University of Michigan School of Music chamber music competition fails to survive departure of dean who championed it
The M-Prize, a chamber music competition with $100,000 grand prize based at the University of Michigan School of Music, Theatre & Dance (SMTD) in Ann Arbor, will not be returning for a fourth edition in 2019. A statement said that the SMTD ‘has regrettably determined that financial support for the competition cannot be sustained’.
The prize was announced in October 2015 as the biggest chamber music competition in the world, with its inaugural event receiving 172 applications from 13 countries and distributing a total of $199,000 in prize money. It operated strings, wind and ‘open’ categories, as well as a junior section. The first grand prize (2016) went to the Calidore Quartet, the second to the folk-inspired and open category winner Russian Renaissance (in 2017), and last year to the Aizuri Quartet (pictured).
It was launched by Sphinx Organisation founder Aaron Dworkin, who had then just been appointed dean of the SMTD. His tenure was shortlived, however, and it is speculated that the M-Prize was always unlikely to survive without his patronage and fundraising network.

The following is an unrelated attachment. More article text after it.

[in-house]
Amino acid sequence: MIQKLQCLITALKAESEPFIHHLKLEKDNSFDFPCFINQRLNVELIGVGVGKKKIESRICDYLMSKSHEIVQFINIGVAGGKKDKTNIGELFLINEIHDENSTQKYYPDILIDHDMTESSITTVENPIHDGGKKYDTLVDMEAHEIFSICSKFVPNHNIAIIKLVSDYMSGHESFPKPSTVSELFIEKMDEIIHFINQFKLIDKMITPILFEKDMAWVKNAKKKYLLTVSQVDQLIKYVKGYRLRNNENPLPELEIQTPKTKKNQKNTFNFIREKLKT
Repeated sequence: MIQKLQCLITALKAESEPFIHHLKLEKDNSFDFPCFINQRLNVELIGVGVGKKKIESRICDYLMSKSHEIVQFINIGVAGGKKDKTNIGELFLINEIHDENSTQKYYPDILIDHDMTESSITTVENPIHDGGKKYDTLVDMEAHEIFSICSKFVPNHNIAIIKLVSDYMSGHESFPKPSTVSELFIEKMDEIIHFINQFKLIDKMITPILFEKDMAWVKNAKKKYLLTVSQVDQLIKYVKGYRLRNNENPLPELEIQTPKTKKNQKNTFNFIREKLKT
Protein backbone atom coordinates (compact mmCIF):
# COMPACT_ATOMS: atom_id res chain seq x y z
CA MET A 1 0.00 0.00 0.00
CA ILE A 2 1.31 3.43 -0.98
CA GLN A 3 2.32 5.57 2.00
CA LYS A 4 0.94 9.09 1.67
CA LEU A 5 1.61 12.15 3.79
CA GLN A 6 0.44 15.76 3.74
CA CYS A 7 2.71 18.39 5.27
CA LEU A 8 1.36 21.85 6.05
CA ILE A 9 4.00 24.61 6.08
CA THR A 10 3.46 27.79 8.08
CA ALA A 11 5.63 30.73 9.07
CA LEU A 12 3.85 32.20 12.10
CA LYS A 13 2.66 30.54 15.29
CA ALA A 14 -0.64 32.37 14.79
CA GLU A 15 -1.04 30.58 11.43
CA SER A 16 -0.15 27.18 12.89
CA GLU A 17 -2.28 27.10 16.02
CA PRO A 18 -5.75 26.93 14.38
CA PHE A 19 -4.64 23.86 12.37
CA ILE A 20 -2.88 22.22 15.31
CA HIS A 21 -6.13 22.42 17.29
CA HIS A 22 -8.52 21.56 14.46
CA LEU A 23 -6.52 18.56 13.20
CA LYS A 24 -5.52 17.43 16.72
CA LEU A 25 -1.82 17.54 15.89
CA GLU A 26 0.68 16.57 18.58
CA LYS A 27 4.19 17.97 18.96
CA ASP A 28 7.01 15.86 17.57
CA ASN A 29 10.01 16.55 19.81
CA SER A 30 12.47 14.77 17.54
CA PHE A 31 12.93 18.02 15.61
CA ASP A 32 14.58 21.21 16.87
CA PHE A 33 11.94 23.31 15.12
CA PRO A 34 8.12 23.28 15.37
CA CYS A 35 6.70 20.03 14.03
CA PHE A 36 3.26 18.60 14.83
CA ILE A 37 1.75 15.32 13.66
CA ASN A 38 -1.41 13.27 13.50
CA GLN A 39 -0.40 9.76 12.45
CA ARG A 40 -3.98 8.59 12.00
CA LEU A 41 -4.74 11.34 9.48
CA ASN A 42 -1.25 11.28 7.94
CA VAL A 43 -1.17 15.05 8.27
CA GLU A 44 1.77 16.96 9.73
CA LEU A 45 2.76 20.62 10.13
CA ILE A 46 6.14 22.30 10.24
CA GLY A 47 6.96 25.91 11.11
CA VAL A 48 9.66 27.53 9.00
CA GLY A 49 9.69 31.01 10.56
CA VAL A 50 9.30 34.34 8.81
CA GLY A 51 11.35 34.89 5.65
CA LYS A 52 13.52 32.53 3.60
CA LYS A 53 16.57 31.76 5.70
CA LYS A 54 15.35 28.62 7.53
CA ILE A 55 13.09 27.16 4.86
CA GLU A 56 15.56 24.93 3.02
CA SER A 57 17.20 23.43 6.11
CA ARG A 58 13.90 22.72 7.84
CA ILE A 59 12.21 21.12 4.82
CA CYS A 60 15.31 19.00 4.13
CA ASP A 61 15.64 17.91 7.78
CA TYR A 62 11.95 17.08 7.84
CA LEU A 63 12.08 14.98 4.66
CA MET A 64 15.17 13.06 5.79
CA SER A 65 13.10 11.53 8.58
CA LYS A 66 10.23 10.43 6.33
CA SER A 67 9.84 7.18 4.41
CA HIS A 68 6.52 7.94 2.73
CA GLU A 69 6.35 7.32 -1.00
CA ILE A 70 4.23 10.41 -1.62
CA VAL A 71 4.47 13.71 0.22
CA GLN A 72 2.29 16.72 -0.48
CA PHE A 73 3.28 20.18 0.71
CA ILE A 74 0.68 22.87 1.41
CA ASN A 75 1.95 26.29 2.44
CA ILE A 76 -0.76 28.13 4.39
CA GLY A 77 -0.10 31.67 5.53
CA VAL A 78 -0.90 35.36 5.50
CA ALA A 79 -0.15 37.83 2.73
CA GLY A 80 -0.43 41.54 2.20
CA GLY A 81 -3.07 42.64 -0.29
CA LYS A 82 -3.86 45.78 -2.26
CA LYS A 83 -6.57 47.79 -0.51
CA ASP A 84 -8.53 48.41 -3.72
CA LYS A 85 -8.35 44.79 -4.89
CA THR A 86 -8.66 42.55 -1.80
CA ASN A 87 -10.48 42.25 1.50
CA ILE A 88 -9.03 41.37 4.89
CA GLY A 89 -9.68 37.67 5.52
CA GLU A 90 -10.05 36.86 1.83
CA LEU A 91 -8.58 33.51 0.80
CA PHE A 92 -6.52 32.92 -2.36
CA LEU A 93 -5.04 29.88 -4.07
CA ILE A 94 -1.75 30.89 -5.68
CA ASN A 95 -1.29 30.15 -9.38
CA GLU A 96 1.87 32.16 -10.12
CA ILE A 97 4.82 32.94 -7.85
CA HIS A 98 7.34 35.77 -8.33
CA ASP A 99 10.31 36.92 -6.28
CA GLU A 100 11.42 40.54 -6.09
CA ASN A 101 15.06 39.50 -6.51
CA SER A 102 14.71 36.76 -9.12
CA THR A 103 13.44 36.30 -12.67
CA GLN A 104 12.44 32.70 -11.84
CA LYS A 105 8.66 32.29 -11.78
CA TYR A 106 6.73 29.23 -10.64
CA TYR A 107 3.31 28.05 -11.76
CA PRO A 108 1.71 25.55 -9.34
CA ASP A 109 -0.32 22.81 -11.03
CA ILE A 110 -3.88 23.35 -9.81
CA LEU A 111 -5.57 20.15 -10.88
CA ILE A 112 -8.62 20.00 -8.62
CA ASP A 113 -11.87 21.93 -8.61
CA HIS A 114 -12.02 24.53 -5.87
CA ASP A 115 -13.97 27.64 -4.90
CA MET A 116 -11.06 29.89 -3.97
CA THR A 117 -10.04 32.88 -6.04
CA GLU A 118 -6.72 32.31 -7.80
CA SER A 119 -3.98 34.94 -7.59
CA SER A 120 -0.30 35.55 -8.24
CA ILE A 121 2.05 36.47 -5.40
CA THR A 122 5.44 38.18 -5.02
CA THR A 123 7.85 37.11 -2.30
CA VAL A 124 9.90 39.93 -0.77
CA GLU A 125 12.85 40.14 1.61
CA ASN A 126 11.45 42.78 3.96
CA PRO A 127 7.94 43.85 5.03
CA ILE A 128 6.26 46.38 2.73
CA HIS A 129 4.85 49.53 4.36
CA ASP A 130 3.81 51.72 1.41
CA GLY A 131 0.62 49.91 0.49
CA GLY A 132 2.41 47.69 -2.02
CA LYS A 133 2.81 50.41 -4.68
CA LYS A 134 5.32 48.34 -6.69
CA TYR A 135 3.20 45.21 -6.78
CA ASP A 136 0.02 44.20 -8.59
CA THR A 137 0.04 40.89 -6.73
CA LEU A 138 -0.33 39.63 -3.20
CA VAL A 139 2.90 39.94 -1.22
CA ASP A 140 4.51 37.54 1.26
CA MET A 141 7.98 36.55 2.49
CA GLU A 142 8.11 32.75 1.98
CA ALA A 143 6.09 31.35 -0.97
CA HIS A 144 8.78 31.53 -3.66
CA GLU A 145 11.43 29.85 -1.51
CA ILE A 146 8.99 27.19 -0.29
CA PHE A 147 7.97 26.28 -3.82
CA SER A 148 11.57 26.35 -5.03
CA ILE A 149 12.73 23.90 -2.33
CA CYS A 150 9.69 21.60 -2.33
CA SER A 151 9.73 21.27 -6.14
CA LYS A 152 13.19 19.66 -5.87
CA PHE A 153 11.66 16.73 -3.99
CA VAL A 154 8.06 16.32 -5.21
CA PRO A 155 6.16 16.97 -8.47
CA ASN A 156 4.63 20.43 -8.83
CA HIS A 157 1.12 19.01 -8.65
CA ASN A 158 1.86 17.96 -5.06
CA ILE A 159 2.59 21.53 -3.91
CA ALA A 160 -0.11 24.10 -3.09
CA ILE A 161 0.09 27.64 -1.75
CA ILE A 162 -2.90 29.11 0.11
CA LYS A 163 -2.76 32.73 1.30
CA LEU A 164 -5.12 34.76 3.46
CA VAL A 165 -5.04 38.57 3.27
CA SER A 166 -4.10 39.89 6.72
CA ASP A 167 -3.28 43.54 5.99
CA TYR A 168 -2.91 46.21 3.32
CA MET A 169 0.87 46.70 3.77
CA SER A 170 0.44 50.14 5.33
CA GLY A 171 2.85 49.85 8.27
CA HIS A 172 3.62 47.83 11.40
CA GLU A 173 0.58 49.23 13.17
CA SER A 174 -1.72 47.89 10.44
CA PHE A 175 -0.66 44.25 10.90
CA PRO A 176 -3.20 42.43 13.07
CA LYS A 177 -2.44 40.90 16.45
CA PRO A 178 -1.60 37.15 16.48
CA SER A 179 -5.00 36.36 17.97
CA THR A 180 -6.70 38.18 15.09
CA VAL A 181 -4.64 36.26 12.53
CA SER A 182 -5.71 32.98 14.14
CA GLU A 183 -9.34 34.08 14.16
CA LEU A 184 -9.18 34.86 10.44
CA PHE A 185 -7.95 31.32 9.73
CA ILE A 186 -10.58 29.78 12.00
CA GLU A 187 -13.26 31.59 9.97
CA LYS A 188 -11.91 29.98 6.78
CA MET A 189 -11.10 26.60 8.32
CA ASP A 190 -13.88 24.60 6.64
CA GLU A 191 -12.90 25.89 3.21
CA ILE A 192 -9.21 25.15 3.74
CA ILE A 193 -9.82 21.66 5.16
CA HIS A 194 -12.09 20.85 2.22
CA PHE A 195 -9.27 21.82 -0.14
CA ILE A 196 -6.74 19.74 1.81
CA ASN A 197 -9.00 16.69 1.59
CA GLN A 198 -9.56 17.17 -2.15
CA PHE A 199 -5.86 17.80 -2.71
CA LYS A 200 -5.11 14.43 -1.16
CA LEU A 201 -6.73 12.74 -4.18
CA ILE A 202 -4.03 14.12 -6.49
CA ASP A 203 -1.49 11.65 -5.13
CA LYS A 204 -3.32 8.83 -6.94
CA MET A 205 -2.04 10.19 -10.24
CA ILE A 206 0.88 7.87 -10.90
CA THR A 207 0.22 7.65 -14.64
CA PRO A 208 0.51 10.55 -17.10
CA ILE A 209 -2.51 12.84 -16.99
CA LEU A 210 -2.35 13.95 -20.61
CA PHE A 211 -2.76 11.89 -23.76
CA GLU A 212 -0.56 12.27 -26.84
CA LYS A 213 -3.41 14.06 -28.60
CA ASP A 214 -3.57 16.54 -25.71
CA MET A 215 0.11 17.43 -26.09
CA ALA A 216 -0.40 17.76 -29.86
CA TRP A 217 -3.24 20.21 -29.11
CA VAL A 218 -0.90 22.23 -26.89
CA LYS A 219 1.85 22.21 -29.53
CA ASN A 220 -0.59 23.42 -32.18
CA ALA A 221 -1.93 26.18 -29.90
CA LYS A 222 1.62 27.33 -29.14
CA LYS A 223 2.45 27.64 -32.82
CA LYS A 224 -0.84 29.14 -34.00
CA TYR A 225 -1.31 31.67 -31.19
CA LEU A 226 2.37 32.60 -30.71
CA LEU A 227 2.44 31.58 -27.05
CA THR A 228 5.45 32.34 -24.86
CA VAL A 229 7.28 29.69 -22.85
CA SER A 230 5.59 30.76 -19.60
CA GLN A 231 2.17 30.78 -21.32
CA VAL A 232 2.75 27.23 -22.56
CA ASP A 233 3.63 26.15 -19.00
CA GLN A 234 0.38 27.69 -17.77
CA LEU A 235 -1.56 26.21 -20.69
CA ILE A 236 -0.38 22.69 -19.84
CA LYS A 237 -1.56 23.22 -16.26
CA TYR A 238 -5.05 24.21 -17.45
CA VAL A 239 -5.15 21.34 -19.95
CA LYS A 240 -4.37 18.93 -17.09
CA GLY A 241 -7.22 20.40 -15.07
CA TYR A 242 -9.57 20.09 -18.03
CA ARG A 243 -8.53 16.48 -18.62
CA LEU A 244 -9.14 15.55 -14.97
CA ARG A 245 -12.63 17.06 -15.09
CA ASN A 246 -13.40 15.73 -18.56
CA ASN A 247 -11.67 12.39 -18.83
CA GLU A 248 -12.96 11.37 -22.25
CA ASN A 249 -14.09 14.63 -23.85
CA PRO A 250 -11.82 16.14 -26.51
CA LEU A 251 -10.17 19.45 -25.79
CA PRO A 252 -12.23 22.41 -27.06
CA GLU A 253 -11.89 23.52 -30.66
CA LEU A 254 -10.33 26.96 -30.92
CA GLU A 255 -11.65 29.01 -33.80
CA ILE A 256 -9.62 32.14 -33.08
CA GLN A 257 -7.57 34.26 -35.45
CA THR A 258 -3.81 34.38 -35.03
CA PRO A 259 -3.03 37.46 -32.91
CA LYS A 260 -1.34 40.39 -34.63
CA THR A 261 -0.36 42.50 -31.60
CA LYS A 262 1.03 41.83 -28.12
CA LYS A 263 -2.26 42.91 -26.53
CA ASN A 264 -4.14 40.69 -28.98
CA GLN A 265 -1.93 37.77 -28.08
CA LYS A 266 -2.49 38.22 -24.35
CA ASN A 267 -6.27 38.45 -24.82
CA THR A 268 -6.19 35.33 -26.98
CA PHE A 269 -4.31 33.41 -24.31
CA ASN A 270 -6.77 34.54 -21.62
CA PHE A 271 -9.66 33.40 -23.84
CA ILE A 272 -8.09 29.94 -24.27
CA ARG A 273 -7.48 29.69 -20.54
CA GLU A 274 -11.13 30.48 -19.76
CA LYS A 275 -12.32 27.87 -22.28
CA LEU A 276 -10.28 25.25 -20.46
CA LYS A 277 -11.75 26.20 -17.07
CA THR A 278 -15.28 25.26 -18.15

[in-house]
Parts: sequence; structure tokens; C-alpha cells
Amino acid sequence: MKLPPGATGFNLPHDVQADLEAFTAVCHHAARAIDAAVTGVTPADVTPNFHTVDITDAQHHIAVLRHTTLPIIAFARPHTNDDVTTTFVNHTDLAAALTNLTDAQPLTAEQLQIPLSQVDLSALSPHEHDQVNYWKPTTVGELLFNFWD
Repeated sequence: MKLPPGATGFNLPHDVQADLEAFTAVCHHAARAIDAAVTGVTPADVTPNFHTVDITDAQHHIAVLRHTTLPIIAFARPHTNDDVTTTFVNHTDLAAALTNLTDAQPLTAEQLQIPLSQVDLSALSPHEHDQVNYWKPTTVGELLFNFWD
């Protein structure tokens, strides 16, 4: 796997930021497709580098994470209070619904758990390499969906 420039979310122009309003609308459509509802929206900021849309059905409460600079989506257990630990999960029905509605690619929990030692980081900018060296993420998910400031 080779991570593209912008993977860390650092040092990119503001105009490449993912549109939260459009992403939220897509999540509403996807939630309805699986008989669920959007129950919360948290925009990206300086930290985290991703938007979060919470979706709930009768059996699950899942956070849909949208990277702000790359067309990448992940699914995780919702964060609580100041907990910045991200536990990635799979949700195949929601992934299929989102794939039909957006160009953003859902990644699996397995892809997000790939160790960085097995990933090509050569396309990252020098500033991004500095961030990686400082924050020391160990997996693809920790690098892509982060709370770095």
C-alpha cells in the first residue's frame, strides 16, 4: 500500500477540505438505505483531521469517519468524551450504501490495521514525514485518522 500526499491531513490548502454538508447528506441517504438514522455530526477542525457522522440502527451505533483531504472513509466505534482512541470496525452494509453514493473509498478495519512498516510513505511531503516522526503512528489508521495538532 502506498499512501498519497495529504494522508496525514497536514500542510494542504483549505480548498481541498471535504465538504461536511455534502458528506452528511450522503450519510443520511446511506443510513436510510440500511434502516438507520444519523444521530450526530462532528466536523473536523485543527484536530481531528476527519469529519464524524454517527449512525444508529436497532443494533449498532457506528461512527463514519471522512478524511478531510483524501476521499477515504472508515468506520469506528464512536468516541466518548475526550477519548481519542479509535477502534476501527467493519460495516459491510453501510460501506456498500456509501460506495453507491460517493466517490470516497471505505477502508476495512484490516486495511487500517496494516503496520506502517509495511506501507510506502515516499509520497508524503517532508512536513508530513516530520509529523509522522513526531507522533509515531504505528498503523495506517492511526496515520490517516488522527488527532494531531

‘We are profoundly grateful to U-M Office of the Provost and an anonymous donor, both of whom made it possible for SMTD to run the competition for three inspirational years,’ said Matt Albert, chair of SMTD’s Department of Chamber Music, who served as the competition’s artistic director.
‘We are also grateful for the vision illustrated and spearheaded by the faculty Steering Committee and former dean Aaron Dworkin. It has been a great honor to work with the committee, our extraordinary jurors, and SMTD’s administrative team in bringing M-Prize to life, and it has been a joy to witness, first hand, the spectacular talent that is making the future of chamber music so rich and so assured.’
In an email to stakeholders, Albert wrote:
‘As our financial resources changed, we explored multiple avenues to keep it going beyond its initial three year launch. Unfortunately, none of them was sustainable for the School, and the M-Prize held this past May will have been the last one supported by this initiative.’